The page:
5. “Montana spent $178,000 on wolf eradication in 1914 alone, according to the book “War Against the Wolves” by Yellowstone ranger Rick McIntye.

    With such costs mounting, ranchers and Western politicians demanded that the federal government take over the fight. Congress agreed in 1915, ordering the U.S. Biological Survey (now Wildlife Services) into the fray.

    At the peak of the battle, the agency had about 500 paid hunters who killed nearly 70,000 wolves, along with other predators. There is no accurate count of wolves killed by the U.S. Forest Service, the National Park Service or the states (all of which would be in addition to these numbers).”

    Must have been a few around; and I doubt that they stopped at the border to Yellowstone any more than the “Canadian” wolves stopped at the border with the US.

  6. What records would there be from 1860 until 1871 when the Washburn Expedition took place? The American Indians weren’t counting wolves, and they called Jim Bridger a liar, plus he didn’t mention wolves, only the geological features.
    But read “Playing God in Yellowstone” by Alston Chase, he lists the numbers, I dont’ know of an online link to them. He also mentions that it is his belief that the wolfs spotted and photographed in 1967 were planted. It appears to me that wolves jsut wandered thru from time to time until they were actually aclimated and bonded to the place.
    By the way do you have a refrence for any numbers other than those I have provided. Chase says the US army killed 14 wolves during the years they were in charge. When the Park service took over, they put a bounty on them, and that is when they started getting pups too. I can find no record of them using anything but guns and taking pups from the dens. Please remember every proof of kill meant money to the ranger, and they were going to get theat proof as much as possible, As for the pups, I suspect that more than a few of them were coyote pups, and maybe even german shepherds, but that is personal opinion, no proof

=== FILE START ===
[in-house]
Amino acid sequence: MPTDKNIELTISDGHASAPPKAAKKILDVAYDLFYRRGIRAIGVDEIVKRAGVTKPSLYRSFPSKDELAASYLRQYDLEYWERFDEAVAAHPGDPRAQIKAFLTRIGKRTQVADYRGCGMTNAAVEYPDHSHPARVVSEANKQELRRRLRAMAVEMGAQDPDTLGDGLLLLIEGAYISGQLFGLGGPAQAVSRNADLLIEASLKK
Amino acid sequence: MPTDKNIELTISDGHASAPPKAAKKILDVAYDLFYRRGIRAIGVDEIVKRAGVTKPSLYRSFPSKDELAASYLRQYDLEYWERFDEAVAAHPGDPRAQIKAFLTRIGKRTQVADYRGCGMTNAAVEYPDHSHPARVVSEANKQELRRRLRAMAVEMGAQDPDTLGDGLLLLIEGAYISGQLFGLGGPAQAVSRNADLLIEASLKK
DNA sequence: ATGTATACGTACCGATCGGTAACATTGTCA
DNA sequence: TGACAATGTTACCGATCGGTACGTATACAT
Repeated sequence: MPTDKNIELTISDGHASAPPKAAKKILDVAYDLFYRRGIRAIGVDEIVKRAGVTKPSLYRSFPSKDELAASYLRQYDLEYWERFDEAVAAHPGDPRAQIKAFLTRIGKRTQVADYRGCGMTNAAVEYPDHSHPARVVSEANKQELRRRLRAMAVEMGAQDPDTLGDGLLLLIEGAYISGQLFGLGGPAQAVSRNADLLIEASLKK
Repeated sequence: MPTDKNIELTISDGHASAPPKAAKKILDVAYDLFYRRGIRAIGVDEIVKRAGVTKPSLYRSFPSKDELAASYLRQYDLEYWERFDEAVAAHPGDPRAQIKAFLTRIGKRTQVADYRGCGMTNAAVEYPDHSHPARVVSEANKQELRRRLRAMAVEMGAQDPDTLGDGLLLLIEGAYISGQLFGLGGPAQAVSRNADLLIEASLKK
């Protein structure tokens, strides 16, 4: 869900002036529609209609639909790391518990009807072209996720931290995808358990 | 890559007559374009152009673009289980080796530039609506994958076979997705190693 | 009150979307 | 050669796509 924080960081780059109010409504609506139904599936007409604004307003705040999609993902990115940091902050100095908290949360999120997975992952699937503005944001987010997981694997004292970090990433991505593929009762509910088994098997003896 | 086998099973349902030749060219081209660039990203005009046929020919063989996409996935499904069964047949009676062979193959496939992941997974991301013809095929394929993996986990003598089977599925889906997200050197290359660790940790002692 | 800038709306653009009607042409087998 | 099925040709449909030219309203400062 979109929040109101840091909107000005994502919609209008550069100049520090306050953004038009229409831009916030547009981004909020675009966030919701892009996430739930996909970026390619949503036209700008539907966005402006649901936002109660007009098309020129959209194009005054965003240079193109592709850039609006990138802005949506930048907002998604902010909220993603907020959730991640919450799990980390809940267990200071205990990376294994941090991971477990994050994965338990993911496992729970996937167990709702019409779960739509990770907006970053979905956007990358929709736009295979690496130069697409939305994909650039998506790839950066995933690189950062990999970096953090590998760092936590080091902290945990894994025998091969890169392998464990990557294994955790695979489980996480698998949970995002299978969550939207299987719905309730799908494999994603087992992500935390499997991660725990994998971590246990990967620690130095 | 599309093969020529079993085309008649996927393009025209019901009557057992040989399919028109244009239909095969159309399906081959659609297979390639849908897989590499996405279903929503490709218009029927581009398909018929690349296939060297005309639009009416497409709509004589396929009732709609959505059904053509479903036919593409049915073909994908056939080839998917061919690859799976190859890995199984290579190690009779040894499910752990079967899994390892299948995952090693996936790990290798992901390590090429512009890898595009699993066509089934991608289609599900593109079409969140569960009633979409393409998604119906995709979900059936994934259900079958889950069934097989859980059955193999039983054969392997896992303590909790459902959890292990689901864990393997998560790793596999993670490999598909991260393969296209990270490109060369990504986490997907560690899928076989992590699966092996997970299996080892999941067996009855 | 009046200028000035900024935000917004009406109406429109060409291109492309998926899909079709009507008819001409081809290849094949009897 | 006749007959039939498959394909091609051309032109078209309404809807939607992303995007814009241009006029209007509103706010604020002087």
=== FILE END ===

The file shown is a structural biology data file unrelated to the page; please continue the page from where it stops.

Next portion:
You are right, I have not had any of my animals killed, but just like the state of Michigan suffers when they lose jobs from the auto industry, having a lot of cattle destroyed by wolves affects the taxes and general overall economy of our state. Plus I must admit to caring about people.
    Can you show me actual money that eviro groups have spent obn wolves other than the little dab that DOW pays? The entire burden of managing to wolves to the feds and eviros satisfaction will fall entirely on the states. The money that goes to enviro groups is to file lawsuits to take away other people’s rights to use their own land.
    I have pointed out a number of times that I do not hate wolves, I do hate what they do, I don’t hate crooks either, but I hate what they do. What is do hate is for other people to insist they have the right to force us to turn over our property for their use. If I want a pen of bum lambs I should not have to sleep in the pen with them to try to keep them safe.
    By the way what ever happened to the wolves and other wildlife that one lived where you do? Surely you don’t blame western ranchers for their loss do you?

  7. Elk are also a source of brucellosis. Why arent elk hazed into yellowstone? Why are elk allowed to mingle with cattle anywhere and everywhere? If you really cared about the spread of brucellosis you would be crusading against feed lots in wyoming. Those are a ticking time bomb waiting to go off.
    You know as well as I do that records from 1860-1900 are incomplete at best. How many wolves were poisoned and crawled off to die never to be found? How many pups died in the den after their pack was killed? Are you saying that there were only 2-3 wolves plus pups per year in yellowstone historically? Your numbers here seem very fishy. Please send me a link as to where you found them.
    And there are a lot more people paying for wolves than you like to believe. How much have you paid? You hate wolves so much, what is your financial stake in this? Maybe it is time for you to write out a check to defenders of wildlife (who you conveniently never give credit to for helping out with some wolf losses).

  8. Obviously you need to read up on the brucellosis situation Steve. First of all, please understand that the laws about brucellosis are FEDERAL, not state. If you don’t believe me, ask any politician in your state to allow the import of infected buffalo.